Writing a Logline that Hooks the Reader

LL is for Logline

Screenwriters use a logline when pitching a movie script, but it can also be helpful for novelists to learn the essentials of an effective logline. According to Blake Snyder, author of Save the Cat, “a logline is like the cover of a book; a good one makes you want to open it right now, to find out what’s inside.”

What is a logline?

A logline is a one or two sentence description of what your story is about. It answers the inevitable question that is asked when you announce you’re writing a story.

What’s it about?

To novelists it’s better known as the hook or elevator pitch of your story. It must grab a potential agent or reader’s attention and make them want to learn more. If you can’t boil your story down to a one or two sentence description, then you may need to reevaluate it. The idea should be crystal clear and concisely communicated. Today’s fast-paced world of internet, smart phones, and social media leads to information overload and short attention spans. An intriguing logline is the lifeline that hooks the reader to your story.

Snyder says the logline must satisfy the following components to be effective:

  • It must be ironic. The irony hooks the reader’s interest.
  • It must present a compelling mental picture. The whole story must be implied with the logline.
  • It must give a sense of the audience for the story. What is the genre and who is the target market?

The perfect logline must also include:

  • A description of the hero,
  • A description of the villain or antagonistic force, and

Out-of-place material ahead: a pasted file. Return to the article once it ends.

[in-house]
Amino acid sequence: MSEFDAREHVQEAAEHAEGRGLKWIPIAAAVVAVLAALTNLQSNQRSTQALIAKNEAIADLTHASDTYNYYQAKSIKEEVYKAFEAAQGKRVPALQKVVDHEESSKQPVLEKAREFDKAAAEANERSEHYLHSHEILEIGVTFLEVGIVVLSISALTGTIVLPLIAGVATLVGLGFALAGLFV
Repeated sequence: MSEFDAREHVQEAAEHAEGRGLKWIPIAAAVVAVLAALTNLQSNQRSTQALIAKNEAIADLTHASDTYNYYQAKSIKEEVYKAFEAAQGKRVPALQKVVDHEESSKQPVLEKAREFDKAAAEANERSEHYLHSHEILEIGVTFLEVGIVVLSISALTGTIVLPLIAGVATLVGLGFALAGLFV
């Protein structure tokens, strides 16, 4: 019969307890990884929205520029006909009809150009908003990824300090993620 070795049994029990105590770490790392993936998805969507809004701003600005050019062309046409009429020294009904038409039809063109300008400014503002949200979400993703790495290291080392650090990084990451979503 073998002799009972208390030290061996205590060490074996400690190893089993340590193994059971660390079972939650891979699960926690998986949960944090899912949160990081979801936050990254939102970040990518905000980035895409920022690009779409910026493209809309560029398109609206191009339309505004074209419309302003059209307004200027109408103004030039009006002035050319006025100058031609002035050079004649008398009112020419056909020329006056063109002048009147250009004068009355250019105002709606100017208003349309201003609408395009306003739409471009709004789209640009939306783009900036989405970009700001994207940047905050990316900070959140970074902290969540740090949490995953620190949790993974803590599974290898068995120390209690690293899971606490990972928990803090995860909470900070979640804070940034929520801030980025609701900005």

• A compelling goal we identify with as human beings.

When describing the hero or villain, it’s not necessary to use character names. Character names don’t add much, if anything. Instead, use adjectives that give depth to the character. For example, pretend you know nothing about the Harry Potter series. I know it’s a stretch, but humor me. Which of these loglines is more engaging?

Harry Potter, an eleven year old orphaned boy who lives with his aunt’s family, is invited to attend Hogwarts School of Witchcraft and Wizardry. While there, he learns that Lord Voldemort—the wizard who killed his parents and attempted to kill him—is returning to finish the job.

An orphaned boy, reluctantly taken in by his aunt’s family, discovers he is a famous wizard who miraculously survived the death spell of a notoriously powerful dark wizard, when he is invited to attend an elite school of witchcraft and wizardry. While there, he learns the dark lord, incognito for many years, has never stopped hunting the boy who lived.

Okay, I just made those up, but I hope you picked the second one. While each logline names the hero, the villain, and the goal (survival), the second logline is more compelling (I hope) due to the adjectives used to describe the hero and villain.

To read more about creating loglines click on the following:

What do you think of loglines? Do you have one for your story?

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27 thoughts on “Writing a Logline that Hooks the Reader”

    1. I know. It’s difficult, isn’t it? This really helped me, though. Before I felt like a kid when I’d try to boil it down into one or two sentences because I’d say, “and then this happened, and then this, and oh yeah, then they did this…” Reminds me of how my daughter tells a story 🙂

  1. Great post! This info is really useful. (And yes — I would definitely pick the second logline. 😉 )

  2. thank you for sharing this i don’t often find advice that is practical and this really helped this is the first time i have really understood what is expected thank you again and i hope you have a great day !

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